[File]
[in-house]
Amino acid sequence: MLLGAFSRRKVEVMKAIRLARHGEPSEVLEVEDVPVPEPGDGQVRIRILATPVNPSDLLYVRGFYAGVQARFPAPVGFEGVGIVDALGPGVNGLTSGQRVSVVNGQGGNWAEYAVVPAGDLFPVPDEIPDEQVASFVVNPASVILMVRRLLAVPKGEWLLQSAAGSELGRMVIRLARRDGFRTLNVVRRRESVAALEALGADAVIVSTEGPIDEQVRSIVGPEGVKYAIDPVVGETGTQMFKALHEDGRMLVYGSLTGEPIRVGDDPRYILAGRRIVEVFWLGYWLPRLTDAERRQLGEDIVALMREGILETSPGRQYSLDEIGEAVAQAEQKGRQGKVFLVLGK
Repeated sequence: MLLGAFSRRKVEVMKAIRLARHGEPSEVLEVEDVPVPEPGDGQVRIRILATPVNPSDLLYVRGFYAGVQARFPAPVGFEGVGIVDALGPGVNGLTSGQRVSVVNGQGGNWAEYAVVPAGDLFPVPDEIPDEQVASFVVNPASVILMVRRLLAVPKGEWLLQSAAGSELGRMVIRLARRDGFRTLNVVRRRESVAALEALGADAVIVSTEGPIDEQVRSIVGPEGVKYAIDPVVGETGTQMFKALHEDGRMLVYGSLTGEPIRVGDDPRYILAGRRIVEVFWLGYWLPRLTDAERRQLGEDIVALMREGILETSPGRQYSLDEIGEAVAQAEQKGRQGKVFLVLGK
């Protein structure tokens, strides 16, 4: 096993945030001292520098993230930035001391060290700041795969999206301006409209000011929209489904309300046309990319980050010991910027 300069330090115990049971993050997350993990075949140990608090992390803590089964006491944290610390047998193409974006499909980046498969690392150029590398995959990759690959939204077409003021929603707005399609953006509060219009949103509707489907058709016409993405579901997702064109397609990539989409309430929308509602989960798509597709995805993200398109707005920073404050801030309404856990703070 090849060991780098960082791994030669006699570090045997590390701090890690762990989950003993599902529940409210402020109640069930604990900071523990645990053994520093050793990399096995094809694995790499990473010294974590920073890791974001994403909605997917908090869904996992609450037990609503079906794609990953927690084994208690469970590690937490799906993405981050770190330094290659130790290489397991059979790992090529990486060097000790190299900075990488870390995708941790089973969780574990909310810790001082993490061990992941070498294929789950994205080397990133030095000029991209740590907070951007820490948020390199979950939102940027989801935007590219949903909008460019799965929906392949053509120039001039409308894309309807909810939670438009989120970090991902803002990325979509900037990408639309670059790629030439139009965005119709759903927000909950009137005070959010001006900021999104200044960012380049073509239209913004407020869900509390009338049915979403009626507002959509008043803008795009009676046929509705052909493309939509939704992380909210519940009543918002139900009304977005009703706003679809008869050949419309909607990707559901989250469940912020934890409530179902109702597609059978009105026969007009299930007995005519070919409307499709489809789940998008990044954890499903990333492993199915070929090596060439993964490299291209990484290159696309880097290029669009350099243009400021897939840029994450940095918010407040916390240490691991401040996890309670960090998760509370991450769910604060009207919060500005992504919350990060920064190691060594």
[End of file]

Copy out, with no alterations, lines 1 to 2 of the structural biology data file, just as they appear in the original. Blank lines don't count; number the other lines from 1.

[in-house]
Amino acid sequence: MLLGAFSRRKVEVMKAIRLARHGEPSEVLEVEDVPVPEPGDGQVRIRILATPVNPSDLLYVRGFYAGVQARFPAPVGFEGVGIVDALGPGVNGLTSGQRVSVVNGQGGNWAEYAVVPAGDLFPVPDEIPDEQVASFVVNPASVILMVRRLLAVPKGEWLLQSAAGSELGRMVIRLARRDGFRTLNVVRRRESVAALEALGADAVIVSTEGPIDEQVRSIVGPEGVKYAIDPVVGETGTQMFKALHEDGRMLVYGSLTGEPIRVGDDPRYILAGRRIVEVFWLGYWLPRLTDAERRQLGEDIVALMREGILETSPGRQYSLDEIGEAVAQAEQKGRQGKVFLVLGK